Miss Kansas to display her tattoos in Miss America pageant
She wrote a blog post explaining her decision
Tattoos among millennials are on the rise, study finds
Miss America will crown its winner Sunday
She could, maybe, be the first beauty pageant contestant to sport a tattoo, but determining that would necessitate reportage on the obscured derrieres and other regions of hundreds of past contestants.
So we’ll just say Miss Kansas, Theresa Vail, is the first beauty queen to prominently sport a large tattoo during a pageant.
But that’s not the only thing that sets her apart from most bombshells. The Miss America contestant also hunts deer with a bow and is an M16 marskman (markswoman?) serving in the U.S. Army while double-majoring in Chinese and chemistry at Kansas State. Oh, and she’s working on her private pilot’s license.
“I’m all about breaking stereotypes,” she said. “Everybody thinks of Miss America as this girl on a pedestal. I want her to come down from that. She is just a normal girl.”
Vail elaborated on her tattoo in a blog post last month.
“I am writing this (blog) post just weeks away from competing for Miss America because I do not want to shock the nation when I’m seen in a swimsuit, bearing my marks. I want to explain the meanings and reasons behind them, and why I am opting to show them proudly,” she wrote in August.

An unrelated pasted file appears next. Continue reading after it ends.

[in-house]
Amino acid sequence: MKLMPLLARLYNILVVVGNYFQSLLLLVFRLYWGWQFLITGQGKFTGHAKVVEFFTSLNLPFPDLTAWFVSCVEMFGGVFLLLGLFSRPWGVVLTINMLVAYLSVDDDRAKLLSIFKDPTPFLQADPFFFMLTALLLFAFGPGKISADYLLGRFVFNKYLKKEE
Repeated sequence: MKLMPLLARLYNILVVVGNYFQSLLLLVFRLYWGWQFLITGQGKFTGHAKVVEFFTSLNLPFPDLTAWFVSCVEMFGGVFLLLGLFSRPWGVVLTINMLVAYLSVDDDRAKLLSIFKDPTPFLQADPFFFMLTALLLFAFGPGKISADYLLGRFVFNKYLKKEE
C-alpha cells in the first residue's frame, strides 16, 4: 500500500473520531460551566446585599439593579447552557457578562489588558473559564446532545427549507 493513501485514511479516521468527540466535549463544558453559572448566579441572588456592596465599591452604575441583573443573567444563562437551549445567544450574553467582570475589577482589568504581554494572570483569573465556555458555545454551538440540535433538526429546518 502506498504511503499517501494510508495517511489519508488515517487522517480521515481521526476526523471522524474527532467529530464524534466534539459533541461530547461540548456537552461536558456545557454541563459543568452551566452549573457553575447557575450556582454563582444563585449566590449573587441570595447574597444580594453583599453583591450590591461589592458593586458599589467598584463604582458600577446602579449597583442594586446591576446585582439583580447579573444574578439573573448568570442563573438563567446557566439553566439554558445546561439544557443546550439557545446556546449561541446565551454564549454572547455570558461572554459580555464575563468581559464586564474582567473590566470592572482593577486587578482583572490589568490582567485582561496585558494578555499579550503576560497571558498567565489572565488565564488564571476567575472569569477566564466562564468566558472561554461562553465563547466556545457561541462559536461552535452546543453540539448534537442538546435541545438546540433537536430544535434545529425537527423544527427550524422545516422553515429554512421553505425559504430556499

Both tattoos are on her right ribcage. One is of the Serenity Prayer, running from her armpit to her hip. It was partially obscured by her bikini strap during the swimsuit segment of the pageant.
The other is a military medical insignia. Her plans include a career in dentistry.
Miss Kansas' Serenity Prayer
Miss Kansas' Serenity Prayer tattoo
- God, grant me the Serenity
- to accept the things I cannot change
- Courage to change the things I can
- and Wisdom to know the difference
Vail wrote that she chose to get the prayer tattoo because she was bullied as a youngster and the prayer gave her the strength to get through high school and boot camp. She wrote that the insignia was inspired by her father, who was influential in her decision to pursue a dental profession in the military.
“If I were crowned Miss America, bearing my tattoos, do you realize the stereotypes and stigmas it would break?” she wrote. “Do you realize it would pave a path for a whole new audience to compete in the Miss America Organization?”
Tattoos among the millennial generation are on the rise, according to a 2010 Pew Study: Nearly 40% are inked.
“If I don’t win the title of Miss America, I can only hope I have changed people’s perceptions of the type of women that choose to compete for it. God, Grant me the Courage to Change the Things I Can…,” she wrote.
The Miss America Organization will crown its pageant winner Sunday. A request for comment from the organization was not immediately returned.